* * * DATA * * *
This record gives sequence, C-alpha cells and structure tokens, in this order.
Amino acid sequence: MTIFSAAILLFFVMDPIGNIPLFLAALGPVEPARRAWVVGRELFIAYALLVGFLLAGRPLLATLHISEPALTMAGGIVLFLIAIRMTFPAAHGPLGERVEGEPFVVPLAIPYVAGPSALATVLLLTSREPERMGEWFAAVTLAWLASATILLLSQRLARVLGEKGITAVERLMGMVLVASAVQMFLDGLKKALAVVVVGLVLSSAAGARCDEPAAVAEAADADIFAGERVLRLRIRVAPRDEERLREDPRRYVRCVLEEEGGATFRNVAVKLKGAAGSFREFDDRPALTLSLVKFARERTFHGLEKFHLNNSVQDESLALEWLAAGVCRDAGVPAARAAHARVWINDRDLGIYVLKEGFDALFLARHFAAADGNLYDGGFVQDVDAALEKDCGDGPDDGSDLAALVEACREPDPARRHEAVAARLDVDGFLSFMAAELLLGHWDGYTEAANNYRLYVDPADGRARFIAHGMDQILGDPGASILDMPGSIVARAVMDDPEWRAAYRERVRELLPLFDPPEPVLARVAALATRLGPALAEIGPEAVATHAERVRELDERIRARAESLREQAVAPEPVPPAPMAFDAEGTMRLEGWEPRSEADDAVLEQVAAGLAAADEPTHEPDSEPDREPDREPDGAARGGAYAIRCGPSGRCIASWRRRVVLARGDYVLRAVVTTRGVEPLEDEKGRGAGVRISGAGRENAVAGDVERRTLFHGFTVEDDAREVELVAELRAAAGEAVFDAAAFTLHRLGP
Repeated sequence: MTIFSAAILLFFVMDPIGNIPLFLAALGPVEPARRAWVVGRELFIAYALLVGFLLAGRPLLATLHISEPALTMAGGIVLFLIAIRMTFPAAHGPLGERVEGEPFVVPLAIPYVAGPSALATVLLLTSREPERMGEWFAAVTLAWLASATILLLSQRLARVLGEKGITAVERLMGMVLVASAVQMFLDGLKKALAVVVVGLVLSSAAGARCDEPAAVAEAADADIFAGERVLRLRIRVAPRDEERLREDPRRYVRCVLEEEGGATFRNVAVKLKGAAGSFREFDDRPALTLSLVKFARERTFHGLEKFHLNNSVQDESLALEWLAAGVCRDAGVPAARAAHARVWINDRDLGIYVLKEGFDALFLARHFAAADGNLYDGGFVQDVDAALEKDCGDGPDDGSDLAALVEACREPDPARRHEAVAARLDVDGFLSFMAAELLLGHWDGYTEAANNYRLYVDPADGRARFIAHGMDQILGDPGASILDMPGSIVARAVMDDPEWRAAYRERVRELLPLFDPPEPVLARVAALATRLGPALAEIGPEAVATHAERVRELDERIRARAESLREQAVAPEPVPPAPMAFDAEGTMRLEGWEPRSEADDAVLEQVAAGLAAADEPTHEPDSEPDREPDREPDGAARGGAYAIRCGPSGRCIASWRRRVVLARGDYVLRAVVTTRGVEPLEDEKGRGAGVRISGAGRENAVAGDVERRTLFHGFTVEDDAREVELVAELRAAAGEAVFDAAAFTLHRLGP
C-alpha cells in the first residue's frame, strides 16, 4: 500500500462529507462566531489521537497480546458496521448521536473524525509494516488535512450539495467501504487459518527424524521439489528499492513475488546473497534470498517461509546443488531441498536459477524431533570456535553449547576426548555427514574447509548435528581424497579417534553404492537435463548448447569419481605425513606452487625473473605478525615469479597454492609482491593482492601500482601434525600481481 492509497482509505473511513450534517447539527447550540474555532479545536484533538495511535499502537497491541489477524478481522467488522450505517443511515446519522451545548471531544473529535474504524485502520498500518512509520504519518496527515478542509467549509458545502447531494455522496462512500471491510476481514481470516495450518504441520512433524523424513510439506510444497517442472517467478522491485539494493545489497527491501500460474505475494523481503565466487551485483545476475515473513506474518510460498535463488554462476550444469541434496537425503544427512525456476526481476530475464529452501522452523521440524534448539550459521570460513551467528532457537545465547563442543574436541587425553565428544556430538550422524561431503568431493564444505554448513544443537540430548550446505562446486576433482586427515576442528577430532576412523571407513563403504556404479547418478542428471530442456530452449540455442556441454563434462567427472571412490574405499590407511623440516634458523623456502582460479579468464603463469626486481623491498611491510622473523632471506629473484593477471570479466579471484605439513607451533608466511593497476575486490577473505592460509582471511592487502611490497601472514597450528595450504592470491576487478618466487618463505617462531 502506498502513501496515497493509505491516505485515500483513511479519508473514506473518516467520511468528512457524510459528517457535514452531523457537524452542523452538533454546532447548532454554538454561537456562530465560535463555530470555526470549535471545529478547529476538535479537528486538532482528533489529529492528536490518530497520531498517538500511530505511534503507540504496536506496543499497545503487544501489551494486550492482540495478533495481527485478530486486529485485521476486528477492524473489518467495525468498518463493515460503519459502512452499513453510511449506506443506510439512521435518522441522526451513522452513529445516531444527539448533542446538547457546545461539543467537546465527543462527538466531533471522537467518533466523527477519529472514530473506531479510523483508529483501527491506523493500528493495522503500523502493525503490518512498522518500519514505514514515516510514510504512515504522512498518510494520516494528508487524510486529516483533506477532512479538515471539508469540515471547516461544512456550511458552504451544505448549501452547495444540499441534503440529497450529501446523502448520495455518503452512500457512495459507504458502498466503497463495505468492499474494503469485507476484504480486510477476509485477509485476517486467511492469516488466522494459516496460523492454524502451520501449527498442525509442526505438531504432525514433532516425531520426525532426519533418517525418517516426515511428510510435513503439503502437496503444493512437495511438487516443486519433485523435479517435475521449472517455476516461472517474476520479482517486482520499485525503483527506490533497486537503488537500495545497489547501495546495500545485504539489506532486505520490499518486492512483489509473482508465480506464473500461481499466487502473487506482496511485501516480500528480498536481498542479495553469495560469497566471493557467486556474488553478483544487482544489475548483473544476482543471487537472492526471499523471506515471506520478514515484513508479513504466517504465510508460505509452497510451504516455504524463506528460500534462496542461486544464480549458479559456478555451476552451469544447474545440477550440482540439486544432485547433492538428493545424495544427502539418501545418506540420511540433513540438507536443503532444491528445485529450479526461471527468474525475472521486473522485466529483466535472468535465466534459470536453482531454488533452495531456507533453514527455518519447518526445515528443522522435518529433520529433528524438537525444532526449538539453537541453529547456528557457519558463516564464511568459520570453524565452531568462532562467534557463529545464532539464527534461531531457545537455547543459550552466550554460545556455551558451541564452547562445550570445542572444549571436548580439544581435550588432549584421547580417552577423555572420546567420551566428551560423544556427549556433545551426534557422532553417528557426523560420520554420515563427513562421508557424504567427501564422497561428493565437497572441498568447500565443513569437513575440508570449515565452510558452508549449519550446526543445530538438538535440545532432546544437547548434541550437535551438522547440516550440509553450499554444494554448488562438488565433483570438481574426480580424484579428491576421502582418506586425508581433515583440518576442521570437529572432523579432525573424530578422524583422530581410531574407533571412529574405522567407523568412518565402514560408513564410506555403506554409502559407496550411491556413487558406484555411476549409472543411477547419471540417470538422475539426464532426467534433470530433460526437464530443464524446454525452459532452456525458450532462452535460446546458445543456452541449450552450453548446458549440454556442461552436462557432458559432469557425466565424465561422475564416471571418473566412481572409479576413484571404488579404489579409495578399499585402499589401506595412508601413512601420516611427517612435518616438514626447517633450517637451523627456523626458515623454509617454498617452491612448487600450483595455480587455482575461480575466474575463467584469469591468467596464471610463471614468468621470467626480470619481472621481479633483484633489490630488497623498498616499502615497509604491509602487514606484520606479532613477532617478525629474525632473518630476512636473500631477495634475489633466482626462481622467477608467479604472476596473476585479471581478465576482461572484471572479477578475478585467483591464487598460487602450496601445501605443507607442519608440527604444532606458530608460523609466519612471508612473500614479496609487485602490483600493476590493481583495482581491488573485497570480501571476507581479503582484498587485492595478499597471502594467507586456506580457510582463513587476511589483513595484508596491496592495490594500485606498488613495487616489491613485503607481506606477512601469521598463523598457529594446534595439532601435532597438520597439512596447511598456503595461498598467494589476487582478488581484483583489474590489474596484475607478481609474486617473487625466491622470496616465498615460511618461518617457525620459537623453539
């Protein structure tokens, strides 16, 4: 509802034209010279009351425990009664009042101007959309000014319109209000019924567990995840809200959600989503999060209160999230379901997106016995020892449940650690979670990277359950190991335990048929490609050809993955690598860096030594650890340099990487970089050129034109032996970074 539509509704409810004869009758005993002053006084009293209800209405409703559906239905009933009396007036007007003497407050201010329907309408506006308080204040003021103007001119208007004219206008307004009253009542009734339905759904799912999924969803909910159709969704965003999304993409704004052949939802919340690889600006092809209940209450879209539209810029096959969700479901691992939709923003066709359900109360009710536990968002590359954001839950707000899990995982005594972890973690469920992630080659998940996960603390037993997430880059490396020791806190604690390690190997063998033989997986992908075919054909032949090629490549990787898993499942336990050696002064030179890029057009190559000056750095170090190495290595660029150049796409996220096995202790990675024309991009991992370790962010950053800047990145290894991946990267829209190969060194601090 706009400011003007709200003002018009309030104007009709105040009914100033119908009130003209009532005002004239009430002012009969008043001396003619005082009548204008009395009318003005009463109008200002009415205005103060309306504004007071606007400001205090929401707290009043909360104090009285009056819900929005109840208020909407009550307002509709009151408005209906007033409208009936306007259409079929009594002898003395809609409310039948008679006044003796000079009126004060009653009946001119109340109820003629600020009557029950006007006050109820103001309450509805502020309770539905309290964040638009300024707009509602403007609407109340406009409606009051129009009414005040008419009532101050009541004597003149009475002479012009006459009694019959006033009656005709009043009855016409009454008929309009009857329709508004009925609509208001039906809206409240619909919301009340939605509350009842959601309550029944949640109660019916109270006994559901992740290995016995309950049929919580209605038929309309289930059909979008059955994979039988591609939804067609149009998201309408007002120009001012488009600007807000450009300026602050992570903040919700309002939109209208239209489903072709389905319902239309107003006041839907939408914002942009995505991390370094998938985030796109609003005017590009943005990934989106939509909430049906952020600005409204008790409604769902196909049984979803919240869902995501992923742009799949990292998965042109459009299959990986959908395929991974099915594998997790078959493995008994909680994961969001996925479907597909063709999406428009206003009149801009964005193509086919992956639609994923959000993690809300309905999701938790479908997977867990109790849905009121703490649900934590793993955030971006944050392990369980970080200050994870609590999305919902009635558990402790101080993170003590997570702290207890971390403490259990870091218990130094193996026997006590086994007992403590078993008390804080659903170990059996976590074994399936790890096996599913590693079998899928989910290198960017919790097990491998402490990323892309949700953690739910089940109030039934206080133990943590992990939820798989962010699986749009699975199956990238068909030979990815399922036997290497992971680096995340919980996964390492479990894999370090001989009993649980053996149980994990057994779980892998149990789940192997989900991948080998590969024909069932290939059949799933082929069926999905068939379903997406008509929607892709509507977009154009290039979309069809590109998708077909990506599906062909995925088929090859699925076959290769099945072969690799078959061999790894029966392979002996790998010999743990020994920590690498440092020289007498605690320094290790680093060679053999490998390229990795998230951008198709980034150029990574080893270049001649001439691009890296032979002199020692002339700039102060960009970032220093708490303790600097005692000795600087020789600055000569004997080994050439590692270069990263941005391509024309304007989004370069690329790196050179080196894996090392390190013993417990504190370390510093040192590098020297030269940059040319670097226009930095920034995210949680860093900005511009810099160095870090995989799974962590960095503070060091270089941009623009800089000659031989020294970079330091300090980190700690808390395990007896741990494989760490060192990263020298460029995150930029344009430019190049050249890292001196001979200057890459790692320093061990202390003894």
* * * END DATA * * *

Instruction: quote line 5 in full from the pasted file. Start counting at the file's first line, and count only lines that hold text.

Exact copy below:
């Protein structure tokens, strides 16, 4: 509802034209010279009351425990009664009042101007959309000014319109209000019924567990995840809200959600989503999060209160999230379901997106016995020892449940650690979670990277359950190991335990048929490609050809993955690598860096030594650890340099990487970089050129034109032996970074 539509509704409810004869009758005993002053006084009293209800209405409703559906239905009933009396007036007007003497407050201010329907309408506006308080204040003021103007001119208007004219206008307004009253009542009734339905759904799912999924969803909910159709969704965003999304993409704004052949939802919340690889600006092809209940209450879209539209810029096959969700479901691992939709923003066709359900109360009710536990968002590359954001839950707000899990995982005594972890973690469920992630080659998940996960603390037993997430880059490396020791806190604690390690190997063998033989997986992908075919054909032949090629490549990787898993499942336990050696002064030179890029057009190559000056750095170090190495290595660029150049796409996220096995202790990675024309991009991992370790962010950053800047990145290894991946990267829209190969060194601090 706009400011003007709200003002018009309030104007009709105040009914100033119908009130003209009532005002004239009430002012009969008043001396003619005082009548204008009395009318003005009463109008200002009415205005103060309306504004007071606007400001205090929401707290009043909360104090009285009056819900929005109840208020909407009550307002509709009151408005209906007033409208009936306007259409079929009594002898003395809609409310039948008679006044003796000079009126004060009653009946001119109340109820003629600020009557029950006007006050109820103001309450509805502020309770539905309290964040638009300024707009509602403007609407109340406009409606009051129009009414005040008419009532101050009541004597003149009475002479012009006459009694019959006033009656005709009043009855016409009454008929309009009857329709508004009925609509208001039906809206409240619909919301009340939605509350009842959601309550029944949640109660019916109270006994559901992740290995016995309950049929919580209605038929309309289930059909979008059955994979039988591609939804067609149009998201309408007002120009001012488009600007807000450009300026602050992570903040919700309002939109209208239209489903072709389905319902239309107003006041839907939408914002942009995505991390370094998938985030796109609003005017590009943005990934989106939509909430049906952020600005409204008790409604769902196909049984979803919240869902995501992923742009799949990292998965042109459009299959990986959908395929991974099915594998997790078959493995008994909680994961969001996925479907597909063709999406428009206003009149801009964005193509086919992956639609994923959000993690809300309905999701938790479908997977867990109790849905009121703490649900934590793993955030971006944050392990369980970080200050994870609590999305919902009635558990402790101080993170003590997570702290207890971390403490259990870091218990130094193996026997006590086994007992403590078993008390804080659903170990059996976590074994399936790890096996599913590693079998899928989910290198960017919790097990491998402490990323892309949700953690739910089940109030039934206080133990943590992990939820798989962010699986749009699975199956990238068909030979990815399922036997290497992971680096995340919980996964390492479990894999370090001989009993649980053996149980994990057994779980892998149990789940192997989900991948080998590969024909069932290939059949799933082929069926999905068939379903997406008509929607892709509507977009154009290039979309069809590109998708077909990506599906062909995925088929090859699925076959290769099945072969690799078959061999790894029966392979002996790998010999743990020994920590690498440092020289007498605690320094290790680093060679053999490998390229990795998230951008198709980034150029990574080893270049001649001439691009890296032979002199020692002339700039102060960009970032220093708490303790600097005692000795600087020789600055000569004997080994050439590692270069990263941005391509024309304007989004370069690329790196050179080196894996090392390190013993417990504190370390510093040192590098020297030269940059040319670097226009930095920034995210949680860093900005511009810099160095870090995989799974962590960095503070060091270089941009623009800089000659031989020294970079330091300090980190700690808390395990007896741990494989760490060192990263020298460029995150930029344009430019190049050249890292001196001979200057890459790692320093061990202390003894």